Eskom's nuclear aspirations draw Gordhan's guarded ire

File image of the Koeberg Nuclear Power Station. The big nuclear issue — the building of a fleet of nuclear power stations — did not get a mention in Finance Minister Pravin Gordhan's mid-term budget speech. Photo: via Wikimedia Commons

JOHANNESBURG - The 80-page mediumterm budget policy statement mentions the word nuclear only once and that is to refer to the shifting of a small amount of money into the programme to deal with the management of nuclear waste.

VIDEO AND BLOG: Gordhan's mid-term budget speech

This Department of Energy programme was supposed to establish a National Radioactive Waste Disposal Institute more than two years ago to deal with nuclear waste but due to budgetary constraints, this had not been done.

But the big nuclear issue — the building of a fleet of nuclear power stations — did not get a mention. Finance Minister Pravin Gordhan raised it once only to say that “it is now confirmed that Eskom will take the lead in the nuclear power initiative”.

READ: Eskom charged to take over nuclear programme

Energy issues — both nuclear and the future of the renewable energy independent power producer programme — were, however, the biggest topic in questions to Gordhan from journalists at the budget briefing.

Before the decision by the Cabinet earlier this week that Eskom will lead procurement, the company’s head of generation, Matshela Koko, boldly claimed that not only would Eskom choose a reactor design to its liking — he has said SA does not need all the bells and whistles — but that it would also fund the programme off its own balance sheet.

While it is not a bad idea for an entity with a balance sheet to be the buyer and owner, the fact, said Gordhan in the budget briefing, “is that this is one government, operating under one Constitution and one Public Finance Management Act”.

“As far as the National Treasury is concerned our approach to anyone who requires the government to use its money is first that this will be done in a collaborative way, where we all sit around a table [and make decisions] and secondly that it must be done within the law.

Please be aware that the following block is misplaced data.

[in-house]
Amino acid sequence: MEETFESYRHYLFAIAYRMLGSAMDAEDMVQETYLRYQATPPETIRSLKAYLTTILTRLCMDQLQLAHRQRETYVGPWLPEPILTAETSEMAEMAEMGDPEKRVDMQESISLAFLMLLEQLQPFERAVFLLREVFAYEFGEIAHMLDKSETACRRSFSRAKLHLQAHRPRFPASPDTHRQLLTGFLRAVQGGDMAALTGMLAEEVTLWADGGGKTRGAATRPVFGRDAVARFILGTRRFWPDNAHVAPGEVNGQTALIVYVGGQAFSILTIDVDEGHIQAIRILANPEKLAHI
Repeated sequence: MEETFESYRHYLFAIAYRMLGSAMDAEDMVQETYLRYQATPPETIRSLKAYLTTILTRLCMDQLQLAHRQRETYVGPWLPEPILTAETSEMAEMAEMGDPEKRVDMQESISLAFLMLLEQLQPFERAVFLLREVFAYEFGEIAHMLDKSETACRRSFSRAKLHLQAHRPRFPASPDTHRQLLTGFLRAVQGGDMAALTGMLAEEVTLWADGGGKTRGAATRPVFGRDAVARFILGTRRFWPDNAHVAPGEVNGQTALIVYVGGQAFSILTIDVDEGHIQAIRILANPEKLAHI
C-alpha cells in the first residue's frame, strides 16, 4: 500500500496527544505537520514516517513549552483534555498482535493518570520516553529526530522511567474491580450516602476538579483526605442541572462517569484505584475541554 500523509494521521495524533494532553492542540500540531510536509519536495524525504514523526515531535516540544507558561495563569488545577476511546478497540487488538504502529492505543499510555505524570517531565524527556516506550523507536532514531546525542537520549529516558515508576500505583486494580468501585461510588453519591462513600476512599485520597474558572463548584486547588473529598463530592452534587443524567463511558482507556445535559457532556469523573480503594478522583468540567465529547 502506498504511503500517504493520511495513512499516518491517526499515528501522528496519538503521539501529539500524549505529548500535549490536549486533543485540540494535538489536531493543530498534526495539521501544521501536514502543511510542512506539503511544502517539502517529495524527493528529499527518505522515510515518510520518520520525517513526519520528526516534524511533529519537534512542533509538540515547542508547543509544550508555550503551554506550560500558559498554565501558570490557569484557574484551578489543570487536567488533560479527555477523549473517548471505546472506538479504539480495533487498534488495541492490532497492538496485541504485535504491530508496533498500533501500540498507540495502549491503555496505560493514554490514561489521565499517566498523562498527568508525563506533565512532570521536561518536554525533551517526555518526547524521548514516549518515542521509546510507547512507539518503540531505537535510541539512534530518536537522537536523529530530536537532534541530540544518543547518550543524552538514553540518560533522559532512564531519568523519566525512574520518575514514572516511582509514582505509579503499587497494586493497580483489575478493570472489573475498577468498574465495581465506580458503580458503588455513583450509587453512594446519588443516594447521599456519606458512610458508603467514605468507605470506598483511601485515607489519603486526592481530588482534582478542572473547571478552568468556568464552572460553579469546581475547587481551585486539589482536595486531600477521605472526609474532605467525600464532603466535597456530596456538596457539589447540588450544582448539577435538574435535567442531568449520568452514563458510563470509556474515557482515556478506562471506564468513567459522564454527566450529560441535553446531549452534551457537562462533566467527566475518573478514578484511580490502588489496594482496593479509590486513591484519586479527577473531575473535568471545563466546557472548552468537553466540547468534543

“Part of the tough job we have as Treasury is to ensure that the law is applied,” he said.

READ: Government puts brakes on nuclear programme

The Treasury is also quite scathing in its treatment of Eskom when it comes to the independent power producers. In his speech, Gordhan remarked that “contrary to the views of some, these are sound and sensible long-term investments”.

In the briefing, the Treasury leadership shot holes in the notion put out by Koko that the programme had caused massive contingent liabilities for the government, as the power purchase arrangements the producers have with Eskom are guaranteed by the state.

These, said Treasury director-general Lungisa Fuzile, were simply not an imminent threat to government finances.

“I know of nothing that will migrate tomorrow for those arrangements to become a real liability. Nothing will change,” Fuzile said.

Deputy Finance Minister Mcebisi Jonas also responded to the threat or proposal by Koko that Eskom would cease to pay the independent power producers, saying: “The conditions of the contract have to be met by Eskom. Policy is the responsibility of government and not of a public entity.”

Gordhan also promised that a meeting would be held soon between himself, Energy Minister Tina Joemat-Pettersson and Public Enterprises Minister Lynne Brown over the renewable energy independent power producer programme.

Joemat-Pettersson has been promising to clear this up with Brown for several months now, but at every opportunity Eskom comes back stronger to say it will not sign, a possible indication that Brown herself has not come round to seeing the value of renewable energy.

Apart from having the Treasury look over its shoulder as it goes about the nuclear procurement and needing its sign-off on the financial aspects of the deal, Eskom has some other obstacles to negotiate before it can get started.

READ: SA nuclear build programme: unanswered questions

The biggest one is the Integrated Resource Plan, the long-term energy blueprint, which will soon go to the Cabinet. The fight over the plan is shaping up into a battle royal. Should the plan not be favourable to nuclear — the present draft is certainly not favourable enough to launch a procurement — the plan might not get through the Cabinet.

On the other hand, if it is massaged into a nuclearfriendly shape and form by government officials, there will be grounds to pull it apart at the seams in the public participation process. Without it, Eskom cannot comfortably go ahead, despite the claim that it can. Any procurement that precedes the Integrated Resource Plan will be vulnerable to legal challenge.

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